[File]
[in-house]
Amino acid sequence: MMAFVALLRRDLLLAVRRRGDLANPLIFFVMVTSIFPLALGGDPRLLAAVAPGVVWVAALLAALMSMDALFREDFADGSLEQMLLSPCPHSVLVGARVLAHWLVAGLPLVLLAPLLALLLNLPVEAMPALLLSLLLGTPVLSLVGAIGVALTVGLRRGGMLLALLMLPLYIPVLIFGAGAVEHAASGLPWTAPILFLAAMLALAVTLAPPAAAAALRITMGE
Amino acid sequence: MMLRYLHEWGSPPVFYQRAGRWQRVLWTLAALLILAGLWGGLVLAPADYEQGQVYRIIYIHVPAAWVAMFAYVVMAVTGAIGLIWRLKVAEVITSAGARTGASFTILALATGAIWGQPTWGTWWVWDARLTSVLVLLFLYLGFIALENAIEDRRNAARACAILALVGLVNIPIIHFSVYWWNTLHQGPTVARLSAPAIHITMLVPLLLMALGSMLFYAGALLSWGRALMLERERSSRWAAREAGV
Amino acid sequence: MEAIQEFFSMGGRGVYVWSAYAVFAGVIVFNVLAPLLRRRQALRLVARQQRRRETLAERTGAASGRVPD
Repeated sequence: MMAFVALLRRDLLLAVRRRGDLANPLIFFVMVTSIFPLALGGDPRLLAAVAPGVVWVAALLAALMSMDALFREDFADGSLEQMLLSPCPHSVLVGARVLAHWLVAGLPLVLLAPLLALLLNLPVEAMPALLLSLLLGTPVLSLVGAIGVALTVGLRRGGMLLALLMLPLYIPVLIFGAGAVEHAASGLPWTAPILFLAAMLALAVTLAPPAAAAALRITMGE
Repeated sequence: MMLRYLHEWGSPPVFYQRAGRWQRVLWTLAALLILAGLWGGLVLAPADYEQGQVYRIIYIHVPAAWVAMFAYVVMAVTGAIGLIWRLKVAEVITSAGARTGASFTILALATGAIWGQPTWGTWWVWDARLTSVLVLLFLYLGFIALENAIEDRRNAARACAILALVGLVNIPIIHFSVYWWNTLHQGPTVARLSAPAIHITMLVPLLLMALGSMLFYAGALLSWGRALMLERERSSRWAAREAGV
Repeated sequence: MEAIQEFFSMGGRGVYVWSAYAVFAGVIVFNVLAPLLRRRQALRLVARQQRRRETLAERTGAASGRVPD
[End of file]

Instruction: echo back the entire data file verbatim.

[in-house]
Amino acid sequence: MMAFVALLRRDLLLAVRRRGDLANPLIFFVMVTSIFPLALGGDPRLLAAVAPGVVWVAALLAALMSMDALFREDFADGSLEQMLLSPCPHSVLVGARVLAHWLVAGLPLVLLAPLLALLLNLPVEAMPALLLSLLLGTPVLSLVGAIGVALTVGLRRGGMLLALLMLPLYIPVLIFGAGAVEHAASGLPWTAPILFLAAMLALAVTLAPPAAAAALRITMGE
Amino acid sequence: MMLRYLHEWGSPPVFYQRAGRWQRVLWTLAALLILAGLWGGLVLAPADYEQGQVYRIIYIHVPAAWVAMFAYVVMAVTGAIGLIWRLKVAEVITSAGARTGASFTILALATGAIWGQPTWGTWWVWDARLTSVLVLLFLYLGFIALENAIEDRRNAARACAILALVGLVNIPIIHFSVYWWNTLHQGPTVARLSAPAIHITMLVPLLLMALGSMLFYAGALLSWGRALMLERERSSRWAAREAGV
Amino acid sequence: MEAIQEFFSMGGRGVYVWSAYAVFAGVIVFNVLAPLLRRRQALRLVARQQRRRETLAERTGAASGRVPD
Repeated sequence: MMAFVALLRRDLLLAVRRRGDLANPLIFFVMVTSIFPLALGGDPRLLAAVAPGVVWVAALLAALMSMDALFREDFADGSLEQMLLSPCPHSVLVGARVLAHWLVAGLPLVLLAPLLALLLNLPVEAMPALLLSLLLGTPVLSLVGAIGVALTVGLRRGGMLLALLMLPLYIPVLIFGAGAVEHAASGLPWTAPILFLAAMLALAVTLAPPAAAAALRITMGE
Repeated sequence: MMLRYLHEWGSPPVFYQRAGRWQRVLWTLAALLILAGLWGGLVLAPADYEQGQVYRIIYIHVPAAWVAMFAYVVMAVTGAIGLIWRLKVAEVITSAGARTGASFTILALATGAIWGQPTWGTWWVWDARLTSVLVLLFLYLGFIALENAIEDRRNAARACAILALVGLVNIPIIHFSVYWWNTLHQGPTVARLSAPAIHITMLVPLLLMALGSMLFYAGALLSWGRALMLERERSSRWAAREAGV
Repeated sequence: MEAIQEFFSMGGRGVYVWSAYAVFAGVIVFNVLAPLLRRRQALRLVARQQRRRETLAERTGAASGRVPD